Proving the Great Vein improved the prospects of the business and in March 1840 reserved shares were being offered at a 5 premium ( Camb. 7.3.1840) - perhaps as a management puff! There was also talk of Hopkins starting an ironworks: his retirement as manager of the Victoria works at Ebbw Vale was announced in May 1840. He was said to be returning to Glamorganshire, "the place of his nativity", there to erect an extensive ironworks ( Camb. 2.5.1840). Although Gwaun-cae-Gurwen is not named, it must almost certainly be what was intended. Veins of iron ore were included in the lease and the 1844 sale prospectus emphasises the suitability of Gwaun-cae-Gurwen as the site for an ironworks. It must be remembered that a few years previously, in 1837, a method of using anthracite for iron-smelting had been perfected at the nearby Yniscedwyn ironworks in the Swansea valley, and this led to a proliferation of speculative ironworks on the anthracite coalfield.

By 1842 coal production was up to about 30-40 tons a days but this rate fell short of the 20,000 tons p.a. needed to work out the dead rent. Perhaps it was this disappointing return that led Hopkins to sell out a couple of years later. The colliery was offered for sale by private treaty in 1844 ( Camb. 25.5.1844, etc.) but cannot have found a buyer, for on 8 January 1845 it was sold by auction at Swansea ( 3; Camb. 4.1.1845). The new owners, the Blaencaegurwen Colliery Company, undertook a number of improvements, including the sinking of a second shaft to the north of Hopkins' pit and the re-ordering of the ventilation systems, but they did no further work on the 1838 railway. With the Llanelly Railway running from the pithead to the dockside the day had passed when there was any need to construct a horse-worked railway feeding into the Swansea Canal.

Postscript

The foregoing differs in several respects from other accounts of Hopkins' venture at Gwaun-cae-Gurwen. A version that has found some circulation is that contained in J.H. Davies, History of Pontardawe and districts which was followed by J.D.H. Thomas in his unpublished MA thesis ' Social and economic developments in the upper Swansea valley' (MA, University of Wales, 1974). Davies gives no source for his version but it appears to derive, in part at least, from a brochure published by the then owners of the colliery in 1927, the Gwauncagurwen Colliery Co., to mark the completion of a new sinking, the Steer Pit. This brochure was probably also the source of three items in the Iron and Coal Trades Review (23.9, 21.10, 28.10.1927). These articles in turn cite no authority, but the assumption must be that they derive from documents then in the possession of the company.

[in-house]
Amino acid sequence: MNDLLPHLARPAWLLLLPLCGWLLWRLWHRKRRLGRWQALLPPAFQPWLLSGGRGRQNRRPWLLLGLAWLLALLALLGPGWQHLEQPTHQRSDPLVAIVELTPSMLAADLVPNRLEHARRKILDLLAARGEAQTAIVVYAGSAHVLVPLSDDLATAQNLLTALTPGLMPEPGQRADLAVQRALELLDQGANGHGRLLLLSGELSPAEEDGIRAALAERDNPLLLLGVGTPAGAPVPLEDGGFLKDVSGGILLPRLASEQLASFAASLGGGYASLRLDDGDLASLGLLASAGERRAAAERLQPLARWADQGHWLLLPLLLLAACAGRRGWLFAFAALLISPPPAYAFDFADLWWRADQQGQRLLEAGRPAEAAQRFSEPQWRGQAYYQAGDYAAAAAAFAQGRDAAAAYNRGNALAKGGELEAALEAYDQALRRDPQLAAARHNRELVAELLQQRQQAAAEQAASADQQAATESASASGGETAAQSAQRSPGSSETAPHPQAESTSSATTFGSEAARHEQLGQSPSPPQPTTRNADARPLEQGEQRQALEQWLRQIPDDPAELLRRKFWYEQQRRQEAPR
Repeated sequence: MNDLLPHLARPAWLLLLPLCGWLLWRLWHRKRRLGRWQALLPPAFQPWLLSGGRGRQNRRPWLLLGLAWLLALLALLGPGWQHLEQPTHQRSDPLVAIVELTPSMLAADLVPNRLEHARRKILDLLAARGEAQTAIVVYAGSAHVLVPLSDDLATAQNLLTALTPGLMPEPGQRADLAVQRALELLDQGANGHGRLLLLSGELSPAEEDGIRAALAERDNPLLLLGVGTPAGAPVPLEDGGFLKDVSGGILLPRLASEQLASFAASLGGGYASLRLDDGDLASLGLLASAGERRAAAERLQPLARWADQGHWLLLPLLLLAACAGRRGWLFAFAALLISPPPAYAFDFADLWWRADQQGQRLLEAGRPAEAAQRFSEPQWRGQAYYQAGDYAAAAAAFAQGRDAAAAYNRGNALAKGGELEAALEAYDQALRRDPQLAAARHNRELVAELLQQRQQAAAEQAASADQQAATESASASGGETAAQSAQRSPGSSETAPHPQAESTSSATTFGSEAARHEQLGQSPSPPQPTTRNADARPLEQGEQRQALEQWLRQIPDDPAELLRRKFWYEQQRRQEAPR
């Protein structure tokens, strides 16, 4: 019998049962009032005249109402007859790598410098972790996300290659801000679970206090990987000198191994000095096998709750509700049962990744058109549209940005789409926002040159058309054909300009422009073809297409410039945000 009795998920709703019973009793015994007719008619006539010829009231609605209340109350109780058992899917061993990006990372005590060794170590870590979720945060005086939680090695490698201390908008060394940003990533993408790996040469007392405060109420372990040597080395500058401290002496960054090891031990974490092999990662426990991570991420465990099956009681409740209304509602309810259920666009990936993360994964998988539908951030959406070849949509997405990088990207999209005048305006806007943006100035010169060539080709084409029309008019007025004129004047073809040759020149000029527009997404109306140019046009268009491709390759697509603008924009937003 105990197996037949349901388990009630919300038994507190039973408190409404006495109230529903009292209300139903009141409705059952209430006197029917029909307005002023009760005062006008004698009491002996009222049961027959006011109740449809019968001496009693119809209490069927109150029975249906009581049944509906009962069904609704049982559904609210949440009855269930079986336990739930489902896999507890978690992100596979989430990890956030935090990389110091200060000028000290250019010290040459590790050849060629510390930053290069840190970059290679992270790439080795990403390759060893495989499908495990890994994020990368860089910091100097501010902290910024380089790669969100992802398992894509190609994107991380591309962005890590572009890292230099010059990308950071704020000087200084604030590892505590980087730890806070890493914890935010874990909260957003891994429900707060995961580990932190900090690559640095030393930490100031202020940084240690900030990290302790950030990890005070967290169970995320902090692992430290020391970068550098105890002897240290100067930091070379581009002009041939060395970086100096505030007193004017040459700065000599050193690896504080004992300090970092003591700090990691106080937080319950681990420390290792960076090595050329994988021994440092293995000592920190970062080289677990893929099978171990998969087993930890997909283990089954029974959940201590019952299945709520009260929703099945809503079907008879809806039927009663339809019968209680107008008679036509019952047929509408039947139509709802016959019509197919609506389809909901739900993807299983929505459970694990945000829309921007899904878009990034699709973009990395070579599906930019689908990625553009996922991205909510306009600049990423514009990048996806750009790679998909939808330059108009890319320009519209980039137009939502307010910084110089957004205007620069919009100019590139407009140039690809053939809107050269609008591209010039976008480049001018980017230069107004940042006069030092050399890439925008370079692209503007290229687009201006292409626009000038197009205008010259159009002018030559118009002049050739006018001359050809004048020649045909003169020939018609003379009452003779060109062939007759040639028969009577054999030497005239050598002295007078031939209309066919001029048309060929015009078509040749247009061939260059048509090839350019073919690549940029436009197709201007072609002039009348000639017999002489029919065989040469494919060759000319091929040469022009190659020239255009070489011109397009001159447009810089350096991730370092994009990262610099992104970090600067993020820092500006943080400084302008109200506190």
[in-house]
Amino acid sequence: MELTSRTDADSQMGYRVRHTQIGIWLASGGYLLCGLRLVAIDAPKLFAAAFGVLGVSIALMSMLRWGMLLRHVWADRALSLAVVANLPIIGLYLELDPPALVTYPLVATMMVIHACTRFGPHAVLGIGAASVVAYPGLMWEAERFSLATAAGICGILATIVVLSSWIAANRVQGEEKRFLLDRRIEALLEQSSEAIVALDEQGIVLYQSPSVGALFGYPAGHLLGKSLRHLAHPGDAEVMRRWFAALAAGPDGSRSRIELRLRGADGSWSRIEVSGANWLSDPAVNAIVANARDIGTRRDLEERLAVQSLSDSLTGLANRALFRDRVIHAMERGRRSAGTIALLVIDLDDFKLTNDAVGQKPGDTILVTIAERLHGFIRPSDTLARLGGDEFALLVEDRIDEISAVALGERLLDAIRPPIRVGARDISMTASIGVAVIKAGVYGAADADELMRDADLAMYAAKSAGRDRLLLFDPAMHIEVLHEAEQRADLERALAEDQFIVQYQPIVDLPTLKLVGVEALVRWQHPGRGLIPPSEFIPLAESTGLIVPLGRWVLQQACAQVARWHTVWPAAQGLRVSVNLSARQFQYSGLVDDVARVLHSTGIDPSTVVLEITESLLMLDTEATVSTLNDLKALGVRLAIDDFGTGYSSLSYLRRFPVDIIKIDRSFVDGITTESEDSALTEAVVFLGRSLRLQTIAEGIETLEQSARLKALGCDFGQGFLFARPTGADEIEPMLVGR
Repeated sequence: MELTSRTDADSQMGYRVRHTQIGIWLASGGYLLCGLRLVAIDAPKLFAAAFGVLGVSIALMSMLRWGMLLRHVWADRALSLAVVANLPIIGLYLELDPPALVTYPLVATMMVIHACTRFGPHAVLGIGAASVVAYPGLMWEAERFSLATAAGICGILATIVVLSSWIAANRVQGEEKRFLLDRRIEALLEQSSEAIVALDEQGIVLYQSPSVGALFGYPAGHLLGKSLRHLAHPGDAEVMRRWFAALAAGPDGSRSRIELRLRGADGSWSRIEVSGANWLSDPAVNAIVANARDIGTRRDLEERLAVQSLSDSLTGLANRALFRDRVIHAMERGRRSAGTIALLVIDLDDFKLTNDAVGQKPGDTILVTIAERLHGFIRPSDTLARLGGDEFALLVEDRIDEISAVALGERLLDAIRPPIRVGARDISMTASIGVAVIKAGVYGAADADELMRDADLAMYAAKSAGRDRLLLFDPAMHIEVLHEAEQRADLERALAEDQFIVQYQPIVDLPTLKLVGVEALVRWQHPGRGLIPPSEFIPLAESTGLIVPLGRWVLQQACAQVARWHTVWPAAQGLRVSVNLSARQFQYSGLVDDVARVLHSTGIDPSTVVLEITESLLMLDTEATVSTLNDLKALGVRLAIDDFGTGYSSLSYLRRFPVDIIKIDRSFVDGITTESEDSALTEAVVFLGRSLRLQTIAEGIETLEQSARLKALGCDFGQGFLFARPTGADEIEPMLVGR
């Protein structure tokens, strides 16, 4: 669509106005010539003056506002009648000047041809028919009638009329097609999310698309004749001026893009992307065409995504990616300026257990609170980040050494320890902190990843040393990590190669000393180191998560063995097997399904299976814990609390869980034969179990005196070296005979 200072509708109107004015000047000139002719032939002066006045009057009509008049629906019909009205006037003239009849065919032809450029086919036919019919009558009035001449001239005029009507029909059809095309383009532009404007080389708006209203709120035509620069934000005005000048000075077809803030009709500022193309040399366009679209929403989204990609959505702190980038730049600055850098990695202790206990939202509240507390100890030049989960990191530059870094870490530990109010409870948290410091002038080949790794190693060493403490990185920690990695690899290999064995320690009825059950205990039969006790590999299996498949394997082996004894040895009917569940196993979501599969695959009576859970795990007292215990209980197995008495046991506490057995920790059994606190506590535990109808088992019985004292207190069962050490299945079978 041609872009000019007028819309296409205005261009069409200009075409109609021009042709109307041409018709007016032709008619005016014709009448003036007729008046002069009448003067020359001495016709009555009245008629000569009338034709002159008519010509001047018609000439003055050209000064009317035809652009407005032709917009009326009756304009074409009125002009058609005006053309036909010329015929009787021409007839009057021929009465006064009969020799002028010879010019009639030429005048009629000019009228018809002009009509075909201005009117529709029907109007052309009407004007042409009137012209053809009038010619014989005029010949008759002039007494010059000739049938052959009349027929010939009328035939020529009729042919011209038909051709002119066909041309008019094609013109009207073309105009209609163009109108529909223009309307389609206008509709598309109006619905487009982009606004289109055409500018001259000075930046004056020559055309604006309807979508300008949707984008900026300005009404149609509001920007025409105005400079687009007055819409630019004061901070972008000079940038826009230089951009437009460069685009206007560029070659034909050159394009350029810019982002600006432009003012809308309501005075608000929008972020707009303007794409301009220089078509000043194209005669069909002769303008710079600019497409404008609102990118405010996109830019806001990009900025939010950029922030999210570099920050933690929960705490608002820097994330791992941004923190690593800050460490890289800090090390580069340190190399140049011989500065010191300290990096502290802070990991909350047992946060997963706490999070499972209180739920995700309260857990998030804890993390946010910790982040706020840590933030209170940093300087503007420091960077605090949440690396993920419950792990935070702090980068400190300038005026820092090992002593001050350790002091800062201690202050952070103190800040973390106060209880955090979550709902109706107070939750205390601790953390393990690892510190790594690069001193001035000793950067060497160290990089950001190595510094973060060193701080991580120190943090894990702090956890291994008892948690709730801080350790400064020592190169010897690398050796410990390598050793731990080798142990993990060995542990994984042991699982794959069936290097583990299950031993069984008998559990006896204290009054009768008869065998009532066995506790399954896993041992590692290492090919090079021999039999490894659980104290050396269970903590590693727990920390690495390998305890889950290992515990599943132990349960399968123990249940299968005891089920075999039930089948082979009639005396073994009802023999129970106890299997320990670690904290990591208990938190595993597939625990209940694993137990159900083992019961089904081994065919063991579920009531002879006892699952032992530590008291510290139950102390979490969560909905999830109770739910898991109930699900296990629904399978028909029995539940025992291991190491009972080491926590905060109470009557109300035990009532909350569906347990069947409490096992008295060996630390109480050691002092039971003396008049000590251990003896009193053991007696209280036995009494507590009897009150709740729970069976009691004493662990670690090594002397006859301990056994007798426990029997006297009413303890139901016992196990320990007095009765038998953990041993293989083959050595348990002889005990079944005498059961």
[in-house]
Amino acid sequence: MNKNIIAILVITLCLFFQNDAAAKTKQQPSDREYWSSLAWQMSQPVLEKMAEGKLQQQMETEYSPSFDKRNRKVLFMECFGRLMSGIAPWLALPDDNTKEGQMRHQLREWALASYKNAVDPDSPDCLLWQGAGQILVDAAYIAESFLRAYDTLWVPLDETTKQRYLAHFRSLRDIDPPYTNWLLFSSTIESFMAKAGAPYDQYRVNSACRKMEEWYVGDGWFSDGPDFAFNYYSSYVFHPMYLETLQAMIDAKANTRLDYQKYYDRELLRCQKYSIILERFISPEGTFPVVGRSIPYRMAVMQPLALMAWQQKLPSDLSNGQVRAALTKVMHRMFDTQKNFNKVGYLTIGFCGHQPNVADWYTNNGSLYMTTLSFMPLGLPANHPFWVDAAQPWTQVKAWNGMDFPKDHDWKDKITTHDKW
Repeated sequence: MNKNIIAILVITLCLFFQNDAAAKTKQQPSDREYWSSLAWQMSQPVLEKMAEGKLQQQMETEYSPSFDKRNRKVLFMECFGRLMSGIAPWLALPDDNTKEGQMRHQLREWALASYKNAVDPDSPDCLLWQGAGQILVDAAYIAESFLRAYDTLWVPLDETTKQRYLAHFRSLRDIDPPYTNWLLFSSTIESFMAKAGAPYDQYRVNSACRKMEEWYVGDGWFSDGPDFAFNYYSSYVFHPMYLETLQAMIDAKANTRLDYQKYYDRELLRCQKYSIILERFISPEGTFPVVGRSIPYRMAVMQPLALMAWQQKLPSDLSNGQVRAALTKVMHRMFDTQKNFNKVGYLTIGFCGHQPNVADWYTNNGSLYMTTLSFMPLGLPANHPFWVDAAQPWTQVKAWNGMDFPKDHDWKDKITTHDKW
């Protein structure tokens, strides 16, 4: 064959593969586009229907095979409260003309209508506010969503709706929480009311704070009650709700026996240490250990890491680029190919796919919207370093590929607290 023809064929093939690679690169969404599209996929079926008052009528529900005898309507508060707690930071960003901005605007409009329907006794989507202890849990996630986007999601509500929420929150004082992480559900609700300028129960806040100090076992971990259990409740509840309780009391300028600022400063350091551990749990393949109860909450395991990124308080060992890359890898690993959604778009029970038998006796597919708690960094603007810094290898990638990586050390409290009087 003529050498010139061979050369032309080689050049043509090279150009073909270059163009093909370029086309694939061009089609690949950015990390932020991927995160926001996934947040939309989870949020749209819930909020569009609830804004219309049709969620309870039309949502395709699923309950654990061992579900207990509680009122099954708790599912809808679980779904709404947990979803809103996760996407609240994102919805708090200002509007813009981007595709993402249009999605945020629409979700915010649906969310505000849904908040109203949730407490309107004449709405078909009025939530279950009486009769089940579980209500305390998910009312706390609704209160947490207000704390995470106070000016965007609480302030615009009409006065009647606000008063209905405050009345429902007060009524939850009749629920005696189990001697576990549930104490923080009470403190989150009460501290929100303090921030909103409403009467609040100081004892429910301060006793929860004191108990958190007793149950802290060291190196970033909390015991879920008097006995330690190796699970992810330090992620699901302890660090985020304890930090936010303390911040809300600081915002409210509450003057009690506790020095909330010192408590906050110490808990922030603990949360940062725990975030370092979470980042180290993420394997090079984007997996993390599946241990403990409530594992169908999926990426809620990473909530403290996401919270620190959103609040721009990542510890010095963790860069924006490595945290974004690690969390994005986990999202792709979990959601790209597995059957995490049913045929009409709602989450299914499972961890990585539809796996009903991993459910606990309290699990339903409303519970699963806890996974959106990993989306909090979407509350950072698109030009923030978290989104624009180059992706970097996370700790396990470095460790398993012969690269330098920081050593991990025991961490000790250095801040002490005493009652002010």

The principal points on which I differ from Davies' account are these:-

1.The start of Hopkins' undertaking. According to Davies (o.c., p. 104), Hopkins' first attempt to win the coal at Gwaun-cae-Gurwen was made in 1832. He sank a pit and started work on his railway to the Swansea Canal, but had to abandon work when he struck water in quantities too great for the pumps to overcome. He then made a second, successful attempt in 1837, again involving the construction of a railway. I am dubious about the historicity of this 1832 venture, which appears to be simply a doublet of 1837. I have not come across any contemporary evidence for work by Hopkins in 1832, whereas, as I have shown above, there are firm dates for his lease in 1837 and for the start of construction work on the railway in 1838. Further, the ICTR articles cited above contain no references to any project in 1832. The supposed 1832 attempt can perhaps be put down to a misreading of his source material on the part of Davies or to confusion on his part between Hopkins' 1837 project and some other short-lived venture involving another entrepreneur in 1832.

2.The winning of the Great Vein. Davies (o.c., p. 44) states that this was in March 1839. This is almost certainly an error. The Cambrian (25.1.1840) has an unambiguous report that "the Great Waynecaegurwen Anthracite or Stone Coal was reached last week". Davies' terminology seems to indicate that his date derives from an advertisement in The Cambrian (7.3.1840) which refers to the "recent" winning of the Great Vein (i.e. in January). This he has mistakenly attributed to 1839, and at the same time he has failed to realise the full force of the word "recent".

3.The seams being worked. Davies (o.c., p. 44) states that sinking was to the "Big or Milford vein". In fact it seems fairly certain that Hopkins only reached the Big (or Great) vein and not the Milford vein which is a totally distinct seam about 30 or 40 fathoms below the Great Vein. This is born out by the paragraph from The Cambrian (25.1.1840) cited above and by information in the advertisement in which the colliery was offered for sale ( Camb. 25.4.1844, etc.). Davies' statement again seems to derive from the advertisement in The Cambrian (7.3.1840) which describes the company as having "just reached the Big or Milford Vein". This wording may have been chosen by the company because they were not quite sure then as to just which vein they had reached: in neighbouring collieries the Great Vein lay much nearer the surface (e.g. 36 yards at Hendreforgan), and they may have wondered whether, at 87 fathoms, they had missed the Great Vein altogether and struck the lower Milford vein.

Sources